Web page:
Laws and Regulations Related to Homesteading
Below are several important laws and regulations related to homesteading in the United States.
1785 Land Ordinance – May 20, 1785 (Journals of the American Congress, Vol. IV, Ordinance of May 20, 1785, p. 5207):
--Congress, acting under the Article of Confederation before adoption of the Constitution, enacted the first law to manage newly established Public Lands that resulted from the newly independent 13 states agreeing to relinquish their western land claims and allow the land to become the joint property of all citizens of the new nation—these came to be called the Public Lands.
--The 1785 legislation enacted a Land Ordinance (Act) for the public lands northwest of the Ohio, providing for their survey and sale but in tracts no smaller than 640 acres.
--Provisions also included land dedicated to support public education.
--The 1785 ordinance laid the foundations of land policy for the Public Lands with the next most significant change resulting from the passage of the Homestead Act in 1862.
1801 Act: (“An Act giving a right of pre-emption to certain persons who have contracted with John Cleves Symmes, or his associates, for lands lying between the Miami rivers, in the territory of the United States northwest of the Ohio.”) March 3, 1801 (2 Stat 112)
--This law as followed by an Act passed on May 1, 1802 (2 Stat 179) that extended and continued provisions of the 1801 Act.
--The 1801 Act was the first of many laws on pre-emption or preference rights for pioneer settlers on public lands. –The principle established was to favor squatters while discriminating about land speculators and investors.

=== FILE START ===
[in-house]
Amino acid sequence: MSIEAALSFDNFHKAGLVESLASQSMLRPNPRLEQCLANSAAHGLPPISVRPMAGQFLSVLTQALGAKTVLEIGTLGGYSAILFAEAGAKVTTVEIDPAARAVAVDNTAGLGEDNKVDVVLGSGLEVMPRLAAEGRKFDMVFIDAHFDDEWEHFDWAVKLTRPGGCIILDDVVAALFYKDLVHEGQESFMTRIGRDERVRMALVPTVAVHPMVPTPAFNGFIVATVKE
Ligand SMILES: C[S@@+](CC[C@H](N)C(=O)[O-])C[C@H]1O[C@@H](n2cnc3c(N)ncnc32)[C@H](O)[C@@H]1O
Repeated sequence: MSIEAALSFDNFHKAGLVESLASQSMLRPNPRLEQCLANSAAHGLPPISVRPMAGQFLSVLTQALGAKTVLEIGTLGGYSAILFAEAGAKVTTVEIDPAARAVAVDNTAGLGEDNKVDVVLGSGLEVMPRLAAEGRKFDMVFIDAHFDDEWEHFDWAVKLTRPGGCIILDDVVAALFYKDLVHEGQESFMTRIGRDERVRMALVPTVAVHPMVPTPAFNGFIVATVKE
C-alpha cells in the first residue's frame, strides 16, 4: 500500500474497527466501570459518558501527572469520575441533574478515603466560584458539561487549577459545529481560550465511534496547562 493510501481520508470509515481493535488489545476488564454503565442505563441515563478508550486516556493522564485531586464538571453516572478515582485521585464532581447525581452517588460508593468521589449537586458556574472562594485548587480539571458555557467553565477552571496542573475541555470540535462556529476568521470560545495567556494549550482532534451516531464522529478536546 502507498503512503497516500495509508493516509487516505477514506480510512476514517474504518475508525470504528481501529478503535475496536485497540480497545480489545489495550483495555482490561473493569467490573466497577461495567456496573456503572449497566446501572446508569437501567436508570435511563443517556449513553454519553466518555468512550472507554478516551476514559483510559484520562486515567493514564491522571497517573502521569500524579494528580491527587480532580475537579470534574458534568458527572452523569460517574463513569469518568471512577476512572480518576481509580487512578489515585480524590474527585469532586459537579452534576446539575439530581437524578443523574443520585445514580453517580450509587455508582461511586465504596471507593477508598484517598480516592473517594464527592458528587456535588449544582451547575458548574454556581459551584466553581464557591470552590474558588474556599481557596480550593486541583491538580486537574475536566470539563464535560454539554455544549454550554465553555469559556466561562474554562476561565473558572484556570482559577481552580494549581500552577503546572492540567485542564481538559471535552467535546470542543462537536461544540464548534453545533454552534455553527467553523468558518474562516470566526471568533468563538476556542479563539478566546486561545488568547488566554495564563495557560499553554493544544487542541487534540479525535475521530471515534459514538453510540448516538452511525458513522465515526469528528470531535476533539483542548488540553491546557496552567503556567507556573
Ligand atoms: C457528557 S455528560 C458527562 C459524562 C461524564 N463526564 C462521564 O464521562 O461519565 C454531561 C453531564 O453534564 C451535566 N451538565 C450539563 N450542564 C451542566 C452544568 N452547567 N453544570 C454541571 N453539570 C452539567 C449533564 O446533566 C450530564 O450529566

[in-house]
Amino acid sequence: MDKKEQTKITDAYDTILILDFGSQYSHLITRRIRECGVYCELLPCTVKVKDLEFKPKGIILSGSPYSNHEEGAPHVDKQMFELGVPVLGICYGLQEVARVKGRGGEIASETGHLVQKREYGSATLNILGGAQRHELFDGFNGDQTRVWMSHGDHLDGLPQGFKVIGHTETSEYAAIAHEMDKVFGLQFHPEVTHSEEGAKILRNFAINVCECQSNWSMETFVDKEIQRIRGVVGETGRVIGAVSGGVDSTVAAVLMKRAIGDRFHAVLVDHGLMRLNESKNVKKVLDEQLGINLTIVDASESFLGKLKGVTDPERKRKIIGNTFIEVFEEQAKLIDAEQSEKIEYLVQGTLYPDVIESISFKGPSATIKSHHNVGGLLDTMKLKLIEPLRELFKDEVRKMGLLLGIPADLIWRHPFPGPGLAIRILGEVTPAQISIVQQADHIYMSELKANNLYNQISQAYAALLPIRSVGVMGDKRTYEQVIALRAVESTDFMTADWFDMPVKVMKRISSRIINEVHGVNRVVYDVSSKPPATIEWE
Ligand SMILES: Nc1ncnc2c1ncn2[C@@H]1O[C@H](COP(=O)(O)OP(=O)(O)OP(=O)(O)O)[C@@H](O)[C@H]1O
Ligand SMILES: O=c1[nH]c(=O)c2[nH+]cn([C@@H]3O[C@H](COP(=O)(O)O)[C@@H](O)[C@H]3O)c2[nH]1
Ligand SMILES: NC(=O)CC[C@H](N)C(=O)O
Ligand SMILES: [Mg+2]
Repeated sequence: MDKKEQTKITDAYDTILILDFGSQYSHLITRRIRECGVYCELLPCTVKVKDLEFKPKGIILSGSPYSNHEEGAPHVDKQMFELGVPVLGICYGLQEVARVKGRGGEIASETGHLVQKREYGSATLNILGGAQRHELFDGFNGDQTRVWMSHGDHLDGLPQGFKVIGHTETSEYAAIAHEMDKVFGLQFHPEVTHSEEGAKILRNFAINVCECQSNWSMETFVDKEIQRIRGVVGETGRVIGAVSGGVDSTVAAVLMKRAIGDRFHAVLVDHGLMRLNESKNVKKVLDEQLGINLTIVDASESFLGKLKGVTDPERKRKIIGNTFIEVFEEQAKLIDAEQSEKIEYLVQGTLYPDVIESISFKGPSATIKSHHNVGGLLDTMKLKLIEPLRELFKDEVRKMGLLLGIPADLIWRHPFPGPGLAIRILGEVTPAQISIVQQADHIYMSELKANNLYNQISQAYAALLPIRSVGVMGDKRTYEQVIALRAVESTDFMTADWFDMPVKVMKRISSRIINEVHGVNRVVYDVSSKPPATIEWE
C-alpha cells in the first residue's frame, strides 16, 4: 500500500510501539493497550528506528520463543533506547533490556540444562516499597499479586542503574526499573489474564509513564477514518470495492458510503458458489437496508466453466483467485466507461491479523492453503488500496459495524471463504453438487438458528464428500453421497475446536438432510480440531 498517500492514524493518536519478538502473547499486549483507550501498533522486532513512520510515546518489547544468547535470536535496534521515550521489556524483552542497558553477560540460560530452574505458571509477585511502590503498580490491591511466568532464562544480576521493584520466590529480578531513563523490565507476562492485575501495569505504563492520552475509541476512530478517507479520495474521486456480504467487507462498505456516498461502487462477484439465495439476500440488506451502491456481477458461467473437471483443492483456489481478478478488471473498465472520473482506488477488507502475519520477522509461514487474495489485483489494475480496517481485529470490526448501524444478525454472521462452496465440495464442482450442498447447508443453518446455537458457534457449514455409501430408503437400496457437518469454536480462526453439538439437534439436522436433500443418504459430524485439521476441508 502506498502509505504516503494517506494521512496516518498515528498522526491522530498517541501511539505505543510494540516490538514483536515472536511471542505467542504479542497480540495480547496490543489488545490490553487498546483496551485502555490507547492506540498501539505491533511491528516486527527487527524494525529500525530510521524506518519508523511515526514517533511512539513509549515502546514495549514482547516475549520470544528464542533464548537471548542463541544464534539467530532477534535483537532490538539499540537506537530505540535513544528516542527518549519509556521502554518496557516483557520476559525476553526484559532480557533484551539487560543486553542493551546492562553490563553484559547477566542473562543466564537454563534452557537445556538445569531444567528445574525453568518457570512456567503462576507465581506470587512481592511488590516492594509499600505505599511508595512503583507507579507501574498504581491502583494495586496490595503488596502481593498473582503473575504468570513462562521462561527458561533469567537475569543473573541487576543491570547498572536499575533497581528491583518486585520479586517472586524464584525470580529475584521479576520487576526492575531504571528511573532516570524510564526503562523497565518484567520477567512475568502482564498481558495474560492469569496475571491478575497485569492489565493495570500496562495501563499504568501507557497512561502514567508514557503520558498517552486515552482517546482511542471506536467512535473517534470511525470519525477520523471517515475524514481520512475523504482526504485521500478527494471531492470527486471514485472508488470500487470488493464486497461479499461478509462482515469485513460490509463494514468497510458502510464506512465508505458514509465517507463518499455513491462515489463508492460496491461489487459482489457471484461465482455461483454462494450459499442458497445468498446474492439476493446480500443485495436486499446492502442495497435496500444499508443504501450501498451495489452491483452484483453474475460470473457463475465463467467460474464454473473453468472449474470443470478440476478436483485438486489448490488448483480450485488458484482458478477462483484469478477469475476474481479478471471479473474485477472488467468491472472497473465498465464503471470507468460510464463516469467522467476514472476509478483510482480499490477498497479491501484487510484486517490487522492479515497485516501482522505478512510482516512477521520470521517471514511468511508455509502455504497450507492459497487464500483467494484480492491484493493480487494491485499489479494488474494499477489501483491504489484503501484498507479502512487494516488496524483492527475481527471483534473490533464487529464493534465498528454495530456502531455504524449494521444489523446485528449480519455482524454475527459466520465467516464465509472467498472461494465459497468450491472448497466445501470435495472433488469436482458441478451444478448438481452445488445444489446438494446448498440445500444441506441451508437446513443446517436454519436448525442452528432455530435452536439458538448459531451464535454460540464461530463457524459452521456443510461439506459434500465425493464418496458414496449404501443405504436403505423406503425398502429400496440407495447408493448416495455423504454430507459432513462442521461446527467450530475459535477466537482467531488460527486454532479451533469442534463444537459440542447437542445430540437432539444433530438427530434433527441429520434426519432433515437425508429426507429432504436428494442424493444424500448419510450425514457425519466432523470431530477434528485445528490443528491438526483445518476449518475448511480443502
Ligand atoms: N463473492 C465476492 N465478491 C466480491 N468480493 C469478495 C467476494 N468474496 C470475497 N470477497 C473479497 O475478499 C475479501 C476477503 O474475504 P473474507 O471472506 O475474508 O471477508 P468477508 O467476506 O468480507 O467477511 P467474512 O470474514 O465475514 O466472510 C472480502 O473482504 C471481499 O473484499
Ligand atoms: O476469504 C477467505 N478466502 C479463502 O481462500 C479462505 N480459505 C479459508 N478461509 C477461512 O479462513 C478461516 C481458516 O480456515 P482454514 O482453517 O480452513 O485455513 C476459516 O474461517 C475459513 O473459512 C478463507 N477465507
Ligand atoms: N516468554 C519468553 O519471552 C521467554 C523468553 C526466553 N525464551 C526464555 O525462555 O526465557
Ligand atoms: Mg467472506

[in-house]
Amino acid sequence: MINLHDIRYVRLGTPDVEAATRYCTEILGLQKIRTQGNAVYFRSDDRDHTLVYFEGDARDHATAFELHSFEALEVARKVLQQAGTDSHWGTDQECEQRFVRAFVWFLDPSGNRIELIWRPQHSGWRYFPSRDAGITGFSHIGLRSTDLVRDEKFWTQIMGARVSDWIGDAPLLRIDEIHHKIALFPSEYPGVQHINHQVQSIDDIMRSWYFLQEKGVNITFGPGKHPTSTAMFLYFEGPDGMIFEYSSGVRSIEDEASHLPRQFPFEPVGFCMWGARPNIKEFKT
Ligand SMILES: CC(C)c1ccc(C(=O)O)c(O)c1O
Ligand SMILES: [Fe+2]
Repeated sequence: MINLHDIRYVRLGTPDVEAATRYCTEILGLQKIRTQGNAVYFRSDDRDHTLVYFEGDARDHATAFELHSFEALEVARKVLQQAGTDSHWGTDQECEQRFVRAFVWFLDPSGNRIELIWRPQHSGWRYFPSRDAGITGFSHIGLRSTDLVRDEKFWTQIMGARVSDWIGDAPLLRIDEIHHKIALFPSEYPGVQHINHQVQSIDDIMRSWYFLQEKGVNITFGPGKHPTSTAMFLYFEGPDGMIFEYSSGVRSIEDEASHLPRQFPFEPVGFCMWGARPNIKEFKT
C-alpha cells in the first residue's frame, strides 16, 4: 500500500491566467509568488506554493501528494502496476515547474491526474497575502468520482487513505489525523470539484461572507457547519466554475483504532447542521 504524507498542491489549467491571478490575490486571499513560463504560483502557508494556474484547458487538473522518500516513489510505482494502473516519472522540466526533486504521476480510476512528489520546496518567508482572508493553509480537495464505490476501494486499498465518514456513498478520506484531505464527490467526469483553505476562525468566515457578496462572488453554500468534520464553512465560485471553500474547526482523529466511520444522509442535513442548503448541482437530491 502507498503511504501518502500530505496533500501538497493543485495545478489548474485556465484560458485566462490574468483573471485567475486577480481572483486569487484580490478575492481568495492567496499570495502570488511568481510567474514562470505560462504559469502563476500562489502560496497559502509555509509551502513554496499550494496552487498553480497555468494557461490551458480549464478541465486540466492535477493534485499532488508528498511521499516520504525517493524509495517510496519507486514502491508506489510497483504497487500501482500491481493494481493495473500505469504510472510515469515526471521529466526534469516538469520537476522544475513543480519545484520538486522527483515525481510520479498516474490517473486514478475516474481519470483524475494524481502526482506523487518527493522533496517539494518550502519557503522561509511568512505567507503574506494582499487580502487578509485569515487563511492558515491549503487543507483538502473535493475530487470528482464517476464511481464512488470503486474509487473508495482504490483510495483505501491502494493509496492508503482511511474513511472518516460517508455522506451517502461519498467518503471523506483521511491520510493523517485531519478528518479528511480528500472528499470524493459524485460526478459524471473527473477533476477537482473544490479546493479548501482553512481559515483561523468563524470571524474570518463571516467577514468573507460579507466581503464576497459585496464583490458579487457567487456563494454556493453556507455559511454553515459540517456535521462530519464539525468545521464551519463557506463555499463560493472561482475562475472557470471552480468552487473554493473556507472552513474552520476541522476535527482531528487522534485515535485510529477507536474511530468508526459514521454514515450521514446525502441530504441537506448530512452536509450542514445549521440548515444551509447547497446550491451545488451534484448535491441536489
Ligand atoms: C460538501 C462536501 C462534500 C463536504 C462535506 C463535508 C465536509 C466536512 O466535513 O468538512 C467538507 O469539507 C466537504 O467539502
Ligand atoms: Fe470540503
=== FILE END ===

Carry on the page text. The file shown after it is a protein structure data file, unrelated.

--During the next 40 years, Congress enacted more pre-emption laws, with the most significant being on Sept. 4, 1841, known as The 1841 Preemption Act (see below)
1812 Act Establishing General Land Office: (“An Act for the establishment of a General Land-Office in the Department of the Treasury.”) April 25, 1812 (2 Stat 716)
--This Act consolidated into one office responsibilities for the public lands that previously had been handled by several governmental entities.
--The new office was to be headed by a commissioner, with the GLO having authority over the survey and sale of Public Lands, plus later the administration of homesteading legislation
--The Act stated that the duties of the GLO Commissioner, under the direction of the Treasury Department (and later after 1849 under the Department of the Interior) were: “…to superintend, execute and perform all such acts and things, touching or respecting the public lands of the United States, and other lands patented or granted by the United States, as have heretofore been directed in law to be done or preformed by the office of the Secretary of State, of the Secretary and Registrar of the Treasury, and of the Secretary of War, or which shall hereafter by law be assigned to the said office.”
1820 Sale Act: (“An Act making further provision for the sale of the public lands.”) April 24, 1820 (3 Stat 566)